Noted journalist covered Nevada’s air disasters
Special to the Nevada Appeal
FALLON – For the past 50 years, Robert J. Serling has been recognized as one of the nation’s most prominent and respected aviation journalists. His specialty was uncovering the causes of commercial and military aircraft accidents, including several that occurred in Northern Nevada.
The older brother of “Twilight Zone” creator Rod Serling, Robert traveled to Fallon, Carson City, Reno and Lake Tahoe on numerous occasions in his capacity as aviation editor of United Press International (UPI) to research the backgrounds of major airplane crashes that took place in this part of the state.
During some of these trips, he met with me at my newspaper office at the Lahontan Valley News. Serling used our files and back issues, as well as, those of the Nevada Appeal as background materials for his research.
Serling also was the author of 25 fiction and non-fiction books (one of his best novels was “The President’s Plane is Missing,” a Cold War thriller about the disappearance of Air Force One with the president aboard) as well as a great story-teller and adventurer. When I learned of his death last week of cancer at the age of 92 in a Tucson hospice, I paused to reflect upon the good times we had together and the assistance and advice he gave me on the subject of aviation journalism, a field in which I had little experience at the time.
I particularly remember the day in late January 1985 when I picked him up at the Ormsby House hotel in Carson City and drove him to the Reno airport where two or three days earlier a four-engine Galaxy Airlines Lockheed Electra turbojet airliner had crashed, killing 70 of the 65 passengers and six crewmembers aboard.
The only survivor among the 71 was a 17-year-old boy who was thrown clear of the wreckage and landed upright still strapped to his seat hundreds of feet from the crash scene. One of the dead was his father who had been sitting next to him on the charter flight that was returning them to their homes in Minnesota following a week-long skiing vacation at Lake Tahoe.
When Serling and I arrived at the Reno airfield, much of the wreckage still lay adjacent to Highway 395. The plane, which had taken off at 1 a.m. in cold but clear weather, was in the air only briefly before it began shaking violently, lost power and plowed into a furniture store and recreational vehicle parking lot, narrowly missing the Meadowood Apartments complex and the Meadowood Mall.
I had covered three or four aircraft crashes during my newspaper career, and marveled at Serling’s expertise and thoroughness in interviewing airport employees and law enforcement, fire and medical personnel who had responded to the tragedy.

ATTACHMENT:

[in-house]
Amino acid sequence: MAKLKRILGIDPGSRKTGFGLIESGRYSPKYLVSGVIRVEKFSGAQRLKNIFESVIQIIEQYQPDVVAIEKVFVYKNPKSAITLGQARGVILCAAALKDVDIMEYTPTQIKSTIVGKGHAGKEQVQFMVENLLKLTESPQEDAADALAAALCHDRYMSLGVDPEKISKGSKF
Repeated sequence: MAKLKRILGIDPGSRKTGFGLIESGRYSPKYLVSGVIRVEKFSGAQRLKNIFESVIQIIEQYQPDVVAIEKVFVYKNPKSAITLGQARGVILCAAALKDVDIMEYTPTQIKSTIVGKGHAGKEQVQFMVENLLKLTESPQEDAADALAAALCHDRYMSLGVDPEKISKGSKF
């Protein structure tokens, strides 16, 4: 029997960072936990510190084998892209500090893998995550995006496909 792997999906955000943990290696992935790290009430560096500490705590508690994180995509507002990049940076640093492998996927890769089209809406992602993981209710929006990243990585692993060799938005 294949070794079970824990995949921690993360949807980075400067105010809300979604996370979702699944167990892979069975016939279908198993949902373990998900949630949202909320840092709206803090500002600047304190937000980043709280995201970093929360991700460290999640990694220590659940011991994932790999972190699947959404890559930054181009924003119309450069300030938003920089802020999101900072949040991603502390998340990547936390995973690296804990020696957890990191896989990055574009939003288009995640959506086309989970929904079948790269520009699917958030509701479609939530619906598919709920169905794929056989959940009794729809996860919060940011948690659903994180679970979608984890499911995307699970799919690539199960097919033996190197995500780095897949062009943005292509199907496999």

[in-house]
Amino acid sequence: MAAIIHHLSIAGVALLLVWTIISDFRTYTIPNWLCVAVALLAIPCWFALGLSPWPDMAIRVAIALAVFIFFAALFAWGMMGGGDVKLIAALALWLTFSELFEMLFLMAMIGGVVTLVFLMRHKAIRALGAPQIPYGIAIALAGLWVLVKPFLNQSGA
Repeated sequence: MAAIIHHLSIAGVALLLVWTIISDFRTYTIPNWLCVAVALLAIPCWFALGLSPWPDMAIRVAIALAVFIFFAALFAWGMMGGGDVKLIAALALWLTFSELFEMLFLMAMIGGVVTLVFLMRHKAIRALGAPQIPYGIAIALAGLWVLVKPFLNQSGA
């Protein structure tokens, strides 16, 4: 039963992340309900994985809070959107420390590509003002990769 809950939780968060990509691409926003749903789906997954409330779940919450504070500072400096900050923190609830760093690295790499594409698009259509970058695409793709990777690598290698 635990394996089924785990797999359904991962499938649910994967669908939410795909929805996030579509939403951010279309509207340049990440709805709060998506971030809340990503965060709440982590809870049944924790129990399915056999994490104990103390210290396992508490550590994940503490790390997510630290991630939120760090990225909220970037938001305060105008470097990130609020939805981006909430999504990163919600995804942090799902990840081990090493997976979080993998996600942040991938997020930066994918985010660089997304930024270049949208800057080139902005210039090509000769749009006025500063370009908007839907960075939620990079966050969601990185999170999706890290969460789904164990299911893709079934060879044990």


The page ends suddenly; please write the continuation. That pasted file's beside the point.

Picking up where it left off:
The National Transportation Safety Board, which conducted hearings in Carson City three months later, determined that the probable contributing causes of the accident were the airport’s ground handlers’ failure to properly close an air access door adjacent to an engine on the plane’s right wing and the cockpit crew’s deficiency to properly monitor and correct the airliner’s flight path and air speed at the onset of the shaking and vibrating.
The plane, it was later learned, had been used on flights to transport presidential candidate and famed astronaut John Glenn and the Rev. Jesse Jackson.
Serling’s subsequent UPI articles about the Reno crash and its causes were widely read, and along with stories he wrote on other plane crashes caused by mechanical malfunctions or pilot errors, resulted in the upgrading of aircraft inspections, maintenance and pilot training.
When I first met Serling in 1985, he was no stranger to Northern Nevada.
In 1964, 21 years before the Reno Electra accident, he had traveled to Reno to cover the Nevada-related crash of a Pacific Airlines Fairchild F-27A airliner that had killed all 44 passengers and crewmembers when it dove into a field in rural Contra Costa County east of San Francisco.
That accident, however, was not caused by pilot error or mechanical problems.
Taking off from Reno at 5:54 a.m. and bound for San Francisco following a stop at Stockton, the twin-engine turboprop’s co-pilot sent a garbled message to ground control “the skipper’s been shot… we’ve been shot… I was trying to help” before plunging 10 minutes later into a hillside near the town of San Ramon.
Civil Aeronautics Board investigators later determined that one of the passengers, 27-year-old Francisco Gonzales, a former member of the Philippine Sailing Team in the 1960 Summer Olympics and at the time of the crash a San Francisco warehouseman, brought down the plane.
Depressed and suicidal because of financial and marital problems, Gonzales had purchased a Smith and Wesson handgun in Reno and told friends and Reno casino employees that he planned to kill himself.
He did just that, shooting the cockpit crew and himself. The plane went out of control, plunged to earth and struck the hillside. Gonzales’ gun and six spent cartridges were found in the wreckage.
This was the first instance in the U.S. of a mass murder-suicide aboard an airliner.
In 1987, a second such incident occurred, also in Northern California, when a passenger shot both pilots and himself aboard a commercial airliner, causing the plane to crash into a sparsely-settled rural area near Cayucos. All 43 aboard were killed.
Robert Serling covered this accident as well.
• David C. Henley is publisher emeritus of the Lahontan Valley News.
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